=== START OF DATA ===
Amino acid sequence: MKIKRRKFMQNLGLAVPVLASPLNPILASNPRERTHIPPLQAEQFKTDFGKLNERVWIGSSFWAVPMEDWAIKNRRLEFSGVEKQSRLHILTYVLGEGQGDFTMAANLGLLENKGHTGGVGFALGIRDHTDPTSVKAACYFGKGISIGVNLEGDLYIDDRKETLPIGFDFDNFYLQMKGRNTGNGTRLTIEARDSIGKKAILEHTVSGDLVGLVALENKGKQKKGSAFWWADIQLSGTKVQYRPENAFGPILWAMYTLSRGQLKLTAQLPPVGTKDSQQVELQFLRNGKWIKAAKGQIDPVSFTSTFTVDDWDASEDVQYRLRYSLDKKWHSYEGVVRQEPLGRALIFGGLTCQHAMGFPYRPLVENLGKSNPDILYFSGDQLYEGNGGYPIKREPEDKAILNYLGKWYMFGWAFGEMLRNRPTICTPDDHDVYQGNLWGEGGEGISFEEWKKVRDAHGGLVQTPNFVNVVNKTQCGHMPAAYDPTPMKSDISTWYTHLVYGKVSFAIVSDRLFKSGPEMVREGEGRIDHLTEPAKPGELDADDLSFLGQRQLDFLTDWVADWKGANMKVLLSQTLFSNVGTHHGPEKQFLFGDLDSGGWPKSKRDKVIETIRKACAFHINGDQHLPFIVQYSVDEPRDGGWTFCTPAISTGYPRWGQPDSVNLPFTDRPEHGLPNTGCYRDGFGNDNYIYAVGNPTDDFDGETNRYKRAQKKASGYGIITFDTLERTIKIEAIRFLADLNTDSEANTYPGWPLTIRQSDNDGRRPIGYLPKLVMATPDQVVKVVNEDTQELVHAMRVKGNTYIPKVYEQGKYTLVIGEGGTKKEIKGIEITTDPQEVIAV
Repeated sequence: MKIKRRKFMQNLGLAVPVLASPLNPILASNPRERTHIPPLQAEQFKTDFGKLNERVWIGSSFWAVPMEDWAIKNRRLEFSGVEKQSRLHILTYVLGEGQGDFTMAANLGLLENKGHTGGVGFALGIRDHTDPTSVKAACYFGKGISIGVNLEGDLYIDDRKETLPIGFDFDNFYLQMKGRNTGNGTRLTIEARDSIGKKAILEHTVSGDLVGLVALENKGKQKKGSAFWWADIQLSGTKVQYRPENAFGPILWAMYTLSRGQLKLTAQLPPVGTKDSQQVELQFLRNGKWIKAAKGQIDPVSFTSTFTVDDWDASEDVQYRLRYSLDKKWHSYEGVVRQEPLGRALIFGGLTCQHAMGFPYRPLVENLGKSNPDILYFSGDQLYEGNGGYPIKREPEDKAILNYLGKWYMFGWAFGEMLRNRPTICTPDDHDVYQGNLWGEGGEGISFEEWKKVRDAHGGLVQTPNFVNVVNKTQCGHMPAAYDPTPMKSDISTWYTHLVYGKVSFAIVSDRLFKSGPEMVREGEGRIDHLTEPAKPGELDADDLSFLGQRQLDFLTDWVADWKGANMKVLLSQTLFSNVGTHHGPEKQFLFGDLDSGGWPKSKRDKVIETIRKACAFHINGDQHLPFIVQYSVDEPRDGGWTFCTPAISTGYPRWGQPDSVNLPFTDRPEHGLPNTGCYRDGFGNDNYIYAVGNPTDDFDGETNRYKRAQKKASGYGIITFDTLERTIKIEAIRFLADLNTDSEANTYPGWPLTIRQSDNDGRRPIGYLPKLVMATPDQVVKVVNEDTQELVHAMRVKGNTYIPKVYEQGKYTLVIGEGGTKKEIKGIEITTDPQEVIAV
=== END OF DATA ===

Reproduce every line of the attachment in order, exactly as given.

Amino acid sequence: MKIKRRKFMQNLGLAVPVLASPLNPILASNPRERTHIPPLQAEQFKTDFGKLNERVWIGSSFWAVPMEDWAIKNRRLEFSGVEKQSRLHILTYVLGEGQGDFTMAANLGLLENKGHTGGVGFALGIRDHTDPTSVKAACYFGKGISIGVNLEGDLYIDDRKETLPIGFDFDNFYLQMKGRNTGNGTRLTIEARDSIGKKAILEHTVSGDLVGLVALENKGKQKKGSAFWWADIQLSGTKVQYRPENAFGPILWAMYTLSRGQLKLTAQLPPVGTKDSQQVELQFLRNGKWIKAAKGQIDPVSFTSTFTVDDWDASEDVQYRLRYSLDKKWHSYEGVVRQEPLGRALIFGGLTCQHAMGFPYRPLVENLGKSNPDILYFSGDQLYEGNGGYPIKREPEDKAILNYLGKWYMFGWAFGEMLRNRPTICTPDDHDVYQGNLWGEGGEGISFEEWKKVRDAHGGLVQTPNFVNVVNKTQCGHMPAAYDPTPMKSDISTWYTHLVYGKVSFAIVSDRLFKSGPEMVREGEGRIDHLTEPAKPGELDADDLSFLGQRQLDFLTDWVADWKGANMKVLLSQTLFSNVGTHHGPEKQFLFGDLDSGGWPKSKRDKVIETIRKACAFHINGDQHLPFIVQYSVDEPRDGGWTFCTPAISTGYPRWGQPDSVNLPFTDRPEHGLPNTGCYRDGFGNDNYIYAVGNPTDDFDGETNRYKRAQKKASGYGIITFDTLERTIKIEAIRFLADLNTDSEANTYPGWPLTIRQSDNDGRRPIGYLPKLVMATPDQVVKVVNEDTQELVHAMRVKGNTYIPKVYEQGKYTLVIGEGGTKKEIKGIEITTDPQEVIAV
Repeated sequence: MKIKRRKFMQNLGLAVPVLASPLNPILASNPRERTHIPPLQAEQFKTDFGKLNERVWIGSSFWAVPMEDWAIKNRRLEFSGVEKQSRLHILTYVLGEGQGDFTMAANLGLLENKGHTGGVGFALGIRDHTDPTSVKAACYFGKGISIGVNLEGDLYIDDRKETLPIGFDFDNFYLQMKGRNTGNGTRLTIEARDSIGKKAILEHTVSGDLVGLVALENKGKQKKGSAFWWADIQLSGTKVQYRPENAFGPILWAMYTLSRGQLKLTAQLPPVGTKDSQQVELQFLRNGKWIKAAKGQIDPVSFTSTFTVDDWDASEDVQYRLRYSLDKKWHSYEGVVRQEPLGRALIFGGLTCQHAMGFPYRPLVENLGKSNPDILYFSGDQLYEGNGGYPIKREPEDKAILNYLGKWYMFGWAFGEMLRNRPTICTPDDHDVYQGNLWGEGGEGISFEEWKKVRDAHGGLVQTPNFVNVVNKTQCGHMPAAYDPTPMKSDISTWYTHLVYGKVSFAIVSDRLFKSGPEMVREGEGRIDHLTEPAKPGELDADDLSFLGQRQLDFLTDWVADWKGANMKVLLSQTLFSNVGTHHGPEKQFLFGDLDSGGWPKSKRDKVIETIRKACAFHINGDQHLPFIVQYSVDEPRDGGWTFCTPAISTGYPRWGQPDSVNLPFTDRPEHGLPNTGCYRDGFGNDNYIYAVGNPTDDFDGETNRYKRAQKKASGYGIITFDTLERTIKIEAIRFLADLNTDSEANTYPGWPLTIRQSDNDGRRPIGYLPKLVMATPDQVVKVVNEDTQELVHAMRVKGNTYIPKVYEQGKYTLVIGEGGTKKEIKGIEITTDPQEVIAV